Ingrid Bergman: In Her Own Words
With The Criterion Collection’s release of the wonderful box set 3 Films by Roberto Rossellini Starring Ingrid Bergman (Stromboli, Europe ’51 and Journey To Italy), a little seen documentary that would have made a perfect supplement instead has been given its own stand-alone release -- because it’s that good. Director Stig Bjorkman’s 2015 Swedish doc Ingrid Bergman: In Her Own Words actually proves to be just as compelling and well made as anything in the more celebrated box set. This is as good a documentary about a monumental film actress as has ever been produced, thanks to a treasure trove of correspondence, home movies, and, of course, footage from her own films and news reels (since she was the original international paparazzi prey). Ingrid Bergman was a complete original. Besides having a hall-of-fame film career she also lived one of the most interesting offscreen lives that often played out like a Douglas Sirk melodrama.
Ingrid grew up in a family of people who died young, which gave her extra drive. While still a teenager, she become a popular film actress in her homeland of Sweden. She was brought to America by big-time movie producer David O. Selznick to star in a remake of her own film, Intermezzo. In ’39, the film ended up being a big hit and -- bang! -- she was a star. An astonishing run of films would make her the most important film actress of the 1940s. She would get four Oscar nominations in the decade for The Bells of St Mary’s, For Whom the Bell Tolls, Joan of Arc and Gaslight, for which she won the award. She was in the popular Dr. Jekyll and Mr. Hyde as well as in Hitchcock films Spellbound and Notorious (his greatest movie, so says I). Most famously, she would play Ilsa in quite possibly the most beloved film of the decade, Casablanca. All this before the age of thirty-three!Continue Reading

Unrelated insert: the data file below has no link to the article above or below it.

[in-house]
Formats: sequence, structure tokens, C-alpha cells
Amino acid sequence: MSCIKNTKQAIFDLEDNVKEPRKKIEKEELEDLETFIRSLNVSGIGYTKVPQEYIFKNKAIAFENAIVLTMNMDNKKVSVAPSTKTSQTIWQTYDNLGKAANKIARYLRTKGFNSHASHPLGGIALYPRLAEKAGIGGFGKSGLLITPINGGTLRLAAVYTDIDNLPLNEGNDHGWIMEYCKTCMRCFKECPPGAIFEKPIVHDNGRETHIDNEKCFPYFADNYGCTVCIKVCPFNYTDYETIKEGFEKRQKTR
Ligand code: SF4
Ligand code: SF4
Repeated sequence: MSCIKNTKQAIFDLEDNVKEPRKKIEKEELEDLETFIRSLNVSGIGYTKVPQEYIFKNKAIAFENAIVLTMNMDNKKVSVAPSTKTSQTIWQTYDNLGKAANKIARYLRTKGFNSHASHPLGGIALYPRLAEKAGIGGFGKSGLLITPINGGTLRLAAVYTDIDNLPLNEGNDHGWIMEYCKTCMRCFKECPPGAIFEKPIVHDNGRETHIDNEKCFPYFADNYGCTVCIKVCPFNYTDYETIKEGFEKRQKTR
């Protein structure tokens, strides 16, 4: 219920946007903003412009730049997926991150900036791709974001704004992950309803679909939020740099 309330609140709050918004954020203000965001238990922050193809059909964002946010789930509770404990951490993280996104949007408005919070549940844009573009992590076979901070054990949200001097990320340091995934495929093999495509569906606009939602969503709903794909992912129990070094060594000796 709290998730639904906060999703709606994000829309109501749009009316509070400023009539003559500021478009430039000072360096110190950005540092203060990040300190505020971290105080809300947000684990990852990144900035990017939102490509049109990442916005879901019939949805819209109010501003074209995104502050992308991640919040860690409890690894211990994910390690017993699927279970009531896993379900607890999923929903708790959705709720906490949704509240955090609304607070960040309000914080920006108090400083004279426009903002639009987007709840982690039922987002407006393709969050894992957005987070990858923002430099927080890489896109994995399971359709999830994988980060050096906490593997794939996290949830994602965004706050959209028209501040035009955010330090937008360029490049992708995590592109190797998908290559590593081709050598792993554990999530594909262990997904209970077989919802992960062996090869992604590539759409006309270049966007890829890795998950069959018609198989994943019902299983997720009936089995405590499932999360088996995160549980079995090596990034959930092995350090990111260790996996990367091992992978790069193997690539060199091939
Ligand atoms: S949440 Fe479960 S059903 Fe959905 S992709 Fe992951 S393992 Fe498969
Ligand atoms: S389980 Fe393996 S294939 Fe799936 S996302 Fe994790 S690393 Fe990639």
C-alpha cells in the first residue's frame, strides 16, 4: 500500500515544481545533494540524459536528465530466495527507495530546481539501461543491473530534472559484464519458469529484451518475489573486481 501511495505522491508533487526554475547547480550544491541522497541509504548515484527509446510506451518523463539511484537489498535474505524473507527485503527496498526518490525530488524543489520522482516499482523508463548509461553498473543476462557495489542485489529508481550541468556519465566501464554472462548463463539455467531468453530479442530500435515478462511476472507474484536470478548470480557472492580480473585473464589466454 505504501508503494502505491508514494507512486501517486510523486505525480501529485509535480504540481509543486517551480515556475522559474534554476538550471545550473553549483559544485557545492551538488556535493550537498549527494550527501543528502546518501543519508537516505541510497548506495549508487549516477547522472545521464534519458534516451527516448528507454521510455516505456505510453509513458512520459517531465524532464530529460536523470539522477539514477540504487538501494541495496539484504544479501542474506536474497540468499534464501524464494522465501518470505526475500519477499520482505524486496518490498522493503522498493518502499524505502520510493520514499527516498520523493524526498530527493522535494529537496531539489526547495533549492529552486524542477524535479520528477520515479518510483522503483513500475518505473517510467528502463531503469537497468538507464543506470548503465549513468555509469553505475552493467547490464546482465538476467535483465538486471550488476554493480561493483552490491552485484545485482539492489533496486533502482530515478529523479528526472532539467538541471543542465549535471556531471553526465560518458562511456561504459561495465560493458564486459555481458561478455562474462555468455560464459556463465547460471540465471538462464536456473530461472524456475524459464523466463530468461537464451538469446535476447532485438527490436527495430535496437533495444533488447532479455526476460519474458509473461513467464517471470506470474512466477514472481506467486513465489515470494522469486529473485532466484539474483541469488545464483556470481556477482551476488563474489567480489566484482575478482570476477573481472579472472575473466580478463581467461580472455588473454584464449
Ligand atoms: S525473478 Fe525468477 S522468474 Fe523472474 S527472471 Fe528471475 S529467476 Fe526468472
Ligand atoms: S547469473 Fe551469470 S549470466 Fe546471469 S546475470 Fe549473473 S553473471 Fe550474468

Tilt is a quirky, surprisingly endearing movie about growing up. The examples being made show the fumbling of a young man keen on trying to con his way into obtaining respect and a fourteen-year-old girl who doesn’t know what respect is. This morality tale is somehow sweetly wrapped up in the act of pinball hustling. That’s right, pinball.
There are few films that handle the cult fascination with pinball parlors or even arcades for that matter. Joysticks and The Wizard come to mind almost instantly. Surely the 2007 documentary The King of Kong: A Fistful of Quarters shows that the craze is still very much alive. Those old enough to be adolescents or young adults during the '70s and '80s can even likely attest to there being a lack of nerd-association with the sport.Continue Reading
When we think of Woody Allen’s evolutionary assault on film history, we think of his amazing one-two-punch of Annie Hall in ’77 and Manhattan in ’79 (and some may add Stardust Memories to the streak in ’80). But usually forgotten (and some would say for good reason) is the little film in between them in ’78 called Interiors. After years of slapstick, the comic/director’s Annie Hall surprised audiences with a more mature and almost serious direction (and won lots of awards for it). But with Interiors, Allen turned the seriousness up to an eleven.
This was his bold attempt at a Bergmanesque (a term invented because of this movie) cold, depressing family drama; there’s not a joke in sight, not even a smile. It couldn’t be more bleakly Scandinavian, as heartbreak, envy, divorce, adultery, rape, icy silence and of course, suicide by drowning take their turn on the screen. Allen puts together an interesting cast of actors at their most introspective. Leading the way is his then-muse, Diane Keaton, along with Geraldine Page, Mary Beth Hurt, Sam Waterson, E.G. Marshall, Maureen Stapleton as well as impressive newcomer Kristen Griffith and, in a stroke of inspired casting, the great B-Actor Richard Jordan. At the time, not only was this a new direction for Allen, it was unlike anything any major American directors were doing.Continue Reading